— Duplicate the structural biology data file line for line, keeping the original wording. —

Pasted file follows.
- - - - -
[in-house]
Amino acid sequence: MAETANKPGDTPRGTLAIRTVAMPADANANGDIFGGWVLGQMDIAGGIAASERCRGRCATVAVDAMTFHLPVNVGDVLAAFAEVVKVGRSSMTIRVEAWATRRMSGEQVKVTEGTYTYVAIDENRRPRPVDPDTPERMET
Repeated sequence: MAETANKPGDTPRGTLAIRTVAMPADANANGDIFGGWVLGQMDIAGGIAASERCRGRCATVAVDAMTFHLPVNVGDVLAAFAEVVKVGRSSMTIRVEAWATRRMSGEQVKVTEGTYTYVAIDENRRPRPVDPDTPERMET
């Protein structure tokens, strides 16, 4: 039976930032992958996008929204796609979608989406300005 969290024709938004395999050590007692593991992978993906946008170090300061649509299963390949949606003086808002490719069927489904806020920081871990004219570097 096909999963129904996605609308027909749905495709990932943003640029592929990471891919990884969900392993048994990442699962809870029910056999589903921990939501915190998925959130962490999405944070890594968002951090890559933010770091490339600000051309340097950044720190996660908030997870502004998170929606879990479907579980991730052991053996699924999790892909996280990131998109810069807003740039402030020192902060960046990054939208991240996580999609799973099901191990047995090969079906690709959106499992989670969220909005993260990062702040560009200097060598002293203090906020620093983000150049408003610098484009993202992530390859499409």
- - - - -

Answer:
[in-house]
Amino acid sequence: MAETANKPGDTPRGTLAIRTVAMPADANANGDIFGGWVLGQMDIAGGIAASERCRGRCATVAVDAMTFHLPVNVGDVLAAFAEVVKVGRSSMTIRVEAWATRRMSGEQVKVTEGTYTYVAIDENRRPRPVDPDTPERMET
Repeated sequence: MAETANKPGDTPRGTLAIRTVAMPADANANGDIFGGWVLGQMDIAGGIAASERCRGRCATVAVDAMTFHLPVNVGDVLAAFAEVVKVGRSSMTIRVEAWATRRMSGEQVKVTEGTYTYVAIDENRRPRPVDPDTPERMET
């Protein structure tokens, strides 16, 4: 039976930032992958996008929204796609979608989406300005 969290024709938004395999050590007692593991992978993906946008170090300061649509299963390949949606003086808002490719069927489904806020920081871990004219570097 096909999963129904996605609308027909749905495709990932943003640029592929990471891919990884969900392993048994990442699962809870029910056999589903921990939501915190998925959130962490999405944070890594968002951090890559933010770091490339600000051309340097950044720190996660908030997870502004998170929606879990479907579980991730052991053996699924999790892909996280990131998109810069807003740039402030020192902060960046990054939208991240996580999609799973099901191990047995090969079906690709959106499992989670969220909005993260990062702040560009200097060598002293203090906020620093983000150049408003610098484009993202992530390859499409």